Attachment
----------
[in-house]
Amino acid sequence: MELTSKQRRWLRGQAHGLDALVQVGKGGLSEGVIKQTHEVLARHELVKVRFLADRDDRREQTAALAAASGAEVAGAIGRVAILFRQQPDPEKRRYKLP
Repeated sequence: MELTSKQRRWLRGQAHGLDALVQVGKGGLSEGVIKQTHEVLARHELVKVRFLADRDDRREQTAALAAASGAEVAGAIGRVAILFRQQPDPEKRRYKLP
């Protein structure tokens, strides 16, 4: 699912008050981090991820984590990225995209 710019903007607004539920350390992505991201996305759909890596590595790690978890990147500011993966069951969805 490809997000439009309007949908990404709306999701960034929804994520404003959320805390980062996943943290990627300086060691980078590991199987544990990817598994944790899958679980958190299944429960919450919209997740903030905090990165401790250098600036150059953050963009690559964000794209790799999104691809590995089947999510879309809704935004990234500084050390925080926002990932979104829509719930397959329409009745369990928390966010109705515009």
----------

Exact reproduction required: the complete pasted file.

[in-house]
Amino acid sequence: MELTSKQRRWLRGQAHGLDALVQVGKGGLSEGVIKQTHEVLARHELVKVRFLADRDDRREQTAALAAASGAEVAGAIGRVAILFRQQPDPEKRRYKLP
Repeated sequence: MELTSKQRRWLRGQAHGLDALVQVGKGGLSEGVIKQTHEVLARHELVKVRFLADRDDRREQTAALAAASGAEVAGAIGRVAILFRQQPDPEKRRYKLP
């Protein structure tokens, strides 16, 4: 699912008050981090991820984590990225995209 710019903007607004539920350390992505991201996305759909890596590595790690978890990147500011993966069951969805 490809997000439009309007949908990404709306999701960034929804994520404003959320805390980062996943943290990627300086060691980078590991199987544990990817598994944790899958679980958190299944429960919450919209997740903030905090990165401790250098600036150059953050963009690559964000794209790799999104691809590995089947999510879309809704935004990234500084050390925080926002990932979104829509719930397959329409009745369990928390966010109705515009």